Obama and Middle East

2009-01-13 00:00

On January 20 there is to be the inauguration of Barack Obama as the 44th president of the United States. Presidential inaugurations are always significant events; one has to admire the Americans for the way in which they dramatise the ritual of their four-yearly political cycle. But few inaugurations in U.S. history have been as momentous as the one which approaches.

After eight years under George W. Bush, regarded by many as the worst president for many decades, American citizens and the world at large were hoping for something different and something better, and in Obama — passionate, calm, articulate, intelligent, empathetic, with a wonderfully multicultural background, and offering to bring about real change in U.S. and world politics — they seem to have got what they wanted, and more.

Expectations are very high, and high expectations are bound to be disappointed to some degree; that is one of the laws of life. And, as we all know, Obama faces a uniquely difficult set of situations: a global economic downturn, which is particularly intense in the U.S., where it mainly started, numerous domestic problems, especially in the social services sector, two ongoing wars and many knotty diplomatic problems, and now the crisis in the Middle East.

What will Obama do? What will he be able to do? Will he be able to live up to the sincere and inspiring rhetoric of many of his campaign speeches?

Only time will tell. But, at this crucial moment of anticipation, it is worth considering the position of the president of the U.S. He (it has so far always been a he) is indeed, as has so often been said, the most powerful person in the world, although the last decade has enabled us to foresee a time when that won’t necessarily be so. He gets voted into power on the strength of his personality and of the policies that he has set forth. It is then up to him and his team to carry these policies out.

But there are of course many constraints. Like all politicians assuming power for the first time, he discovers that previous political leaders have committed the country in ways that cannot easily or swiftly be changed. How fully did he know about all this beforehand? He discovers too that those who have backed him — politicians and people of influence — may not be happy about some of the measures he hopes to take. There are also the wise restraints imposed upon the president by the subtly modulated constitution.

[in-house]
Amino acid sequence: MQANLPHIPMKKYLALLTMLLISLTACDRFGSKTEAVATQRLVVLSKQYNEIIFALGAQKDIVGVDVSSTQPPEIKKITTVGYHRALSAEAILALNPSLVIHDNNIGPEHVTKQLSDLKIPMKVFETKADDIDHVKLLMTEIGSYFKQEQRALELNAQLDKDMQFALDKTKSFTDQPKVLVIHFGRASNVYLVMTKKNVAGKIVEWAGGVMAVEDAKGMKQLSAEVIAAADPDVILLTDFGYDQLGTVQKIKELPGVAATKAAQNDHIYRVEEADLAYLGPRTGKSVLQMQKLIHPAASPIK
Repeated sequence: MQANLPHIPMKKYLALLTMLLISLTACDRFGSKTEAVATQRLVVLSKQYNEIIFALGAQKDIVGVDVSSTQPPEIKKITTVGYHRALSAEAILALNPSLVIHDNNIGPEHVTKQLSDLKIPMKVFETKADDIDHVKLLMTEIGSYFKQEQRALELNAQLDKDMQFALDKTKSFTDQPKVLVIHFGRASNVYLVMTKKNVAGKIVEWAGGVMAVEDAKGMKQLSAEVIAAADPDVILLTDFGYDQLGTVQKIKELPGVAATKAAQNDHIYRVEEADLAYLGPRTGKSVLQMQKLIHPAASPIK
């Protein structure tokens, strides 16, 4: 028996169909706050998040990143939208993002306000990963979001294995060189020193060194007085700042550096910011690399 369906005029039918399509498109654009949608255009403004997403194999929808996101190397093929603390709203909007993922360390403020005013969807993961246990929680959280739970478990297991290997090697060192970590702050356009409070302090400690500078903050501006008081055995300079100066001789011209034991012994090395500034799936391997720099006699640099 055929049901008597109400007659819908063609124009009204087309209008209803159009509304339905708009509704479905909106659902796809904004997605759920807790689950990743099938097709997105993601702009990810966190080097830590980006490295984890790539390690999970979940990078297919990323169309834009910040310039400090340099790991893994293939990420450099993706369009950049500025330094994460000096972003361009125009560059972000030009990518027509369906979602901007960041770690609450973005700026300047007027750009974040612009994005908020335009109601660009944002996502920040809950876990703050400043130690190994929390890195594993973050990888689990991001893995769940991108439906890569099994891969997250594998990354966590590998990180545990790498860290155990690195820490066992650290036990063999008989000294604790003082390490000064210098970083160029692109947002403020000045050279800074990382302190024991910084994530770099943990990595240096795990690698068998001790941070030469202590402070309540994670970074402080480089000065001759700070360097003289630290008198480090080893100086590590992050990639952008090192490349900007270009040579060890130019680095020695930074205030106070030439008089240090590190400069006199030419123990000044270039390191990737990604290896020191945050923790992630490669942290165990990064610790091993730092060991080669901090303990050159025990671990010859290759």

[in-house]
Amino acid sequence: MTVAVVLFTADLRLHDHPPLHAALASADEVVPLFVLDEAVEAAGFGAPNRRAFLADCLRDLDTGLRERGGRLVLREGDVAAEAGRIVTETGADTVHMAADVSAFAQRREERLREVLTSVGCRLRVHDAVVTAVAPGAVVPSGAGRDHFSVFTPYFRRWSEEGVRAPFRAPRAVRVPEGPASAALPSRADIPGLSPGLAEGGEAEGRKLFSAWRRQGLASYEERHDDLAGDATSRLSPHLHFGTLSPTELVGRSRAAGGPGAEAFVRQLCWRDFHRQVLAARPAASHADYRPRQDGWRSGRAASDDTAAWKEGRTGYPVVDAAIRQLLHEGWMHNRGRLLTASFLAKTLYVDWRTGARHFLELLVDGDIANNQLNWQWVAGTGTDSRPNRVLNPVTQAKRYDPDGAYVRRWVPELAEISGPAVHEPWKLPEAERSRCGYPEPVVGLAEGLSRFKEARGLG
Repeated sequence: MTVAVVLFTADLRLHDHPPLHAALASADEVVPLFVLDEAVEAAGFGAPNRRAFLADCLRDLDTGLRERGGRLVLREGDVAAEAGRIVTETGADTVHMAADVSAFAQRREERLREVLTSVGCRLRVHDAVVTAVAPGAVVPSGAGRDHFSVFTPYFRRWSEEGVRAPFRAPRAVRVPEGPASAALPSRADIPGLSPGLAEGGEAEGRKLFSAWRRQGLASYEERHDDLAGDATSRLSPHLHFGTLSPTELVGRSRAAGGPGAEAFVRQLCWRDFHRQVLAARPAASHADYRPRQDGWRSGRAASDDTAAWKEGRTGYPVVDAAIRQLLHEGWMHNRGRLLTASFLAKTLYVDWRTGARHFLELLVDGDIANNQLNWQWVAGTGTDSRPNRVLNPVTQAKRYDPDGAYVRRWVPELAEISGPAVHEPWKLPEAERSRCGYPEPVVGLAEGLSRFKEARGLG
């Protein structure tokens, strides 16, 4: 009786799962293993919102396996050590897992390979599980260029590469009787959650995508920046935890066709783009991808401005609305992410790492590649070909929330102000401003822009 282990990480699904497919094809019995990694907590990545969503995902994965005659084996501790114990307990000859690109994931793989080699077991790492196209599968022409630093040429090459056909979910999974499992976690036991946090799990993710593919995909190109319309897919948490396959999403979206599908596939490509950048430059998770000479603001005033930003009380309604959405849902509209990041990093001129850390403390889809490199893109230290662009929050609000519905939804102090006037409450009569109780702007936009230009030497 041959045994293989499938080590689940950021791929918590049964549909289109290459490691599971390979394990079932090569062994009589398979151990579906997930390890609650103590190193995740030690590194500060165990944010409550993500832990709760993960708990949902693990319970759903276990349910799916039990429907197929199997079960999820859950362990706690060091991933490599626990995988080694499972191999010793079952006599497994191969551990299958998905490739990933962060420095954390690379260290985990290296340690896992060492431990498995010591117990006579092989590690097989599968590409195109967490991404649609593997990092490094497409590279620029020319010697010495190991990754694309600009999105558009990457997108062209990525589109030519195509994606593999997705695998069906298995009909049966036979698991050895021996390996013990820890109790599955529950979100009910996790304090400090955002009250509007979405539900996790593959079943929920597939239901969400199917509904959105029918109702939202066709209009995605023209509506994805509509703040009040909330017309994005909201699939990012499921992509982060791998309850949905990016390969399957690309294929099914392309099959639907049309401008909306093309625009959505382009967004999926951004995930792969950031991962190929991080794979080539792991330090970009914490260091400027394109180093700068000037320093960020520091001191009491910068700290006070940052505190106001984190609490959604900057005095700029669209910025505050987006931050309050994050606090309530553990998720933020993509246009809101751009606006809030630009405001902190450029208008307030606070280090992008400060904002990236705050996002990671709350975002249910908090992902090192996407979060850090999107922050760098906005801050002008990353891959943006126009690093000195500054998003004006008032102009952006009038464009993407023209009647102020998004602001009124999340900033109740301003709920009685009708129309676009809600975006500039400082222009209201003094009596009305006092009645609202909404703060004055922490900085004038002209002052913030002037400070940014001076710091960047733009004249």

We have to ask: is the president genuinely free to act? Most people would say: “Yes, within the obvious constraints.” But there is a radical school of thought, both in the U.S. and elsewhere (one of its representatives is John Pilger), which holds that the president is inevitably so caught up within the flawed U.S. political and economic system that, whatever his proclaimed policies, he is little more than a puppet, and that indeed U.S. democracy as a whole is controlled by the vested interests of powerful corporations. I don’t agree with this gloomy view of things, but I have to concede that it contains some very significant grains of truth.

What then is Obama likely to do? Let us focus particularly on the conflict between Israel and Hamas. Will we find that, for all his projects and protestations, he and his team are still so tied into the traditional U.S. bias in favour of Israel that he will be unable to offer any new or constructive proposals? Or will we find that he manages to do what in his campaign he said he would attempt to do? That would mean speaking to all relevant participants (including Syria and Iran), listening to all sides of the argument, and trying to get beneath the terms of the current tit-for-tat dispute — trying, in other words, to get to the root of the underlying problem. How would Israel react to such an approach? Are they so accustomed to U.S. favouritism that an attempt to be even-handed would be denounced by them and by those in the U.S. who back them, as a betrayal?

What is the underlying problem in Israel and Palestine? On the surface we have the often repeated to-and-fro arguments: Hamas and many others say that the Israeli attack has been scandalously cruel and disproportionate, and Israel replies that it cannot and will not tolerate the endless firing of rockets into its territory. The superficial response to this is to say: let there be a ceasefire and all will be well again. But of course it won’t.

Things will not be well, and have not been well for many decades, because the Palestinians have a permanent and valid grievance. Their firing of rockets is a largely symbolic gesture of resistance to what they understandably call the occupation.

That is the problem: the occupation. It encompasses the very setting-up of the state of Israel in 1948, which turned many of them and their families into refugees, living in permanent refugee camps. They are probably aware that the establishment of Israel is not now likely to be reversed, so their primary focus is on the territories taken by Israel during the 1967 war. Those are crucial. The

Palestinians are no more likely to give up their resistance to the present set-up than the South African liberation movements would have been prepared to settle for anything less than the abolition of apartheid.

What will happen? What will Obama do or be able to do? Will he have the confidence and the wisdom and the strength to tackle the deep underlying questions? We shall have to wait and see.

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